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The Latest: Pilots saw flash believed from N. Korean missile

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The Latest: Pilots saw flash believed from N. Korean missile

The Associated Press
People watch the news broadcast announcing North Korean leader Kim Jong Un's order to test-fire the newly developed inter-continental ballistic missile Hwasong-15, Wednesday, Nov. 29, 2017, at the Pyongyang Train Station in Pyongyang, North Korea. (AP Photo/Jon Chol Jin)

The Latest on North Korea's missile launch (all times local):

5:30 p.m.

A South Korean airline says captains of two of its passenger planes saw flashes believed to be from North Korea's latest missile launch while flying over Japan, and reported the sightings to ground control.

A Korean Air official said Wednesday that the planes were headed for South Korea's Incheon Airport after departing from San Francisco and Los Angeles. He didn't want to be named, citing office rules.

He said the captain of the first plane reported seeing a flash to Japanese ground control about an hour after North Korea fired what it said was a new intercontinental ballistic missile. Japan's defense minister said the missile landed in the Sea of Japan at about that time.

The airline official said the captain of the second plane made a similar report four minutes later as his plane passed along the same route.

He said both planes safely landed at Incheon and the missile didn't endanger their safety because the trajectory was far enough from the planes' flight paths.

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5 p.m.

Swedish Foreign Minister Margot Wallstrom says North Korea's ballistic missile test is an "increasing threat to global peace and security," and tweeted "This must stop. Dialogue only way forward."

Denmark's prime minister, Lars Loekke Rasmussen, who is visiting Indonesia and Singapore, said on Twitter that he strongly condemns continued North Korean violations of U.N. Security Council resolutions and encouraged "international society to remain united."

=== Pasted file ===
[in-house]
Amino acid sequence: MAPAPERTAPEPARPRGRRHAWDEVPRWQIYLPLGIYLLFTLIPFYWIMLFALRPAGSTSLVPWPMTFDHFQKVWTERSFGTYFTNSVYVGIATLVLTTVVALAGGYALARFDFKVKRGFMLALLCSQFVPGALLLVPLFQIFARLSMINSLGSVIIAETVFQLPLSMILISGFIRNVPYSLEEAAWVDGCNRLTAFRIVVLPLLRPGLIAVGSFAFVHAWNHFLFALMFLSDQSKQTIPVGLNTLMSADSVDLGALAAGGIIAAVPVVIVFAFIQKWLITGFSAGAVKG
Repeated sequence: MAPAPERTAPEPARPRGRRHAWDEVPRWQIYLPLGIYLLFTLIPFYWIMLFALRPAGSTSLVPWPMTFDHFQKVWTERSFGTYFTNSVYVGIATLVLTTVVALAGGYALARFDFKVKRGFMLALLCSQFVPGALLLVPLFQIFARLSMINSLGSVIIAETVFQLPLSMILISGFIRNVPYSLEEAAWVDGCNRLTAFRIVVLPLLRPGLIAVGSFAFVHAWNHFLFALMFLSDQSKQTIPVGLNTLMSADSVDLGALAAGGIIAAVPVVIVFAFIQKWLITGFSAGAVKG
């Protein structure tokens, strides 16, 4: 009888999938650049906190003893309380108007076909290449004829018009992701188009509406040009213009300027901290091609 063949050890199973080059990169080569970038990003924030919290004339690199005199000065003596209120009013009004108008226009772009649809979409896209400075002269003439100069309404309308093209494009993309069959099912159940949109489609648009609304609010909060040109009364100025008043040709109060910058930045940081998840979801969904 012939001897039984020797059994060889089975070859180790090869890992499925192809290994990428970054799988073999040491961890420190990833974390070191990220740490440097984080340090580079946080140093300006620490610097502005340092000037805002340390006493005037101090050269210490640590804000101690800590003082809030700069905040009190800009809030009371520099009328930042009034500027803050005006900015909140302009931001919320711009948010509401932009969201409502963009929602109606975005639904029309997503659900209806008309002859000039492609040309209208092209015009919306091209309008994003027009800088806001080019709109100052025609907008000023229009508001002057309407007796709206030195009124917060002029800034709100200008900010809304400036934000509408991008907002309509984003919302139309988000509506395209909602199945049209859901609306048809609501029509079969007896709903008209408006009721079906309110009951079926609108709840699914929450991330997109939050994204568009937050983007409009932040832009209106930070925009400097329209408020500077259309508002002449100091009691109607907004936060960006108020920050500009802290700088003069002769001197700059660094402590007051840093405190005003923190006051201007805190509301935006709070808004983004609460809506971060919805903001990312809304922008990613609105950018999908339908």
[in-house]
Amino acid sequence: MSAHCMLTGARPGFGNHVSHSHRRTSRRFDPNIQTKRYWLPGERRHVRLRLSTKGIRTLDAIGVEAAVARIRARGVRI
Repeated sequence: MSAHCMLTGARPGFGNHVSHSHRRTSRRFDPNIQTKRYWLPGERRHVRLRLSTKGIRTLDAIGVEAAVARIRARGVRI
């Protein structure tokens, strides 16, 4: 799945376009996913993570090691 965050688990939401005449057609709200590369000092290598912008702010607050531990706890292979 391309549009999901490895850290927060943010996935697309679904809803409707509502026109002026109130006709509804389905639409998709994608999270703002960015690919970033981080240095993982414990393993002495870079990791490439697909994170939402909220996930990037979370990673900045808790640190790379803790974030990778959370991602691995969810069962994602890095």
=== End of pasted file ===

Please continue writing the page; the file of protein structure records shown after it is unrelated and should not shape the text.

Loekke Rasmussen added that he is discussing the development with Southeast Asian leaders.

In Lithuania, Foreign Minister Linas Linkevicius called the missile test "another act of madness from the criminal #DPRK (North Korean) regime," adding "firm continuation of maximum international pressure is an absolute must to put these provocations to the end."

After 2 ? months of relative quiet, North Korea says it successfully fired a "significantly more" powerful, nuclear-capable intercontinental ballistic missile. Outside governments and analysts concurred it had made a jump in capability.

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4 p.m.

North Korea's state media say leader Kim Jong Un ordered his engineers to launch a new intercontinental ballistic missile with "courage" a day ahead of the flight test where it demonstrated its reach deep into the U.S. mainland.

State television on Wednesday broadcast a photo of Kim's signed order where he wrote: "Test launch is approved. Taking place at the daybreak of Nov. 29! Fire with courage for the party and country!"

The North says Kim gave the order for the launch on Tuesday.

The ICBM launched early Wednesday morning was described as the Hwasong-15, with the capability to carry a nuclear warhead and with "significantly more" power than missiles it's tested earlier. Outside governments and analysts concur the North made a jump in missile capability with the launch.

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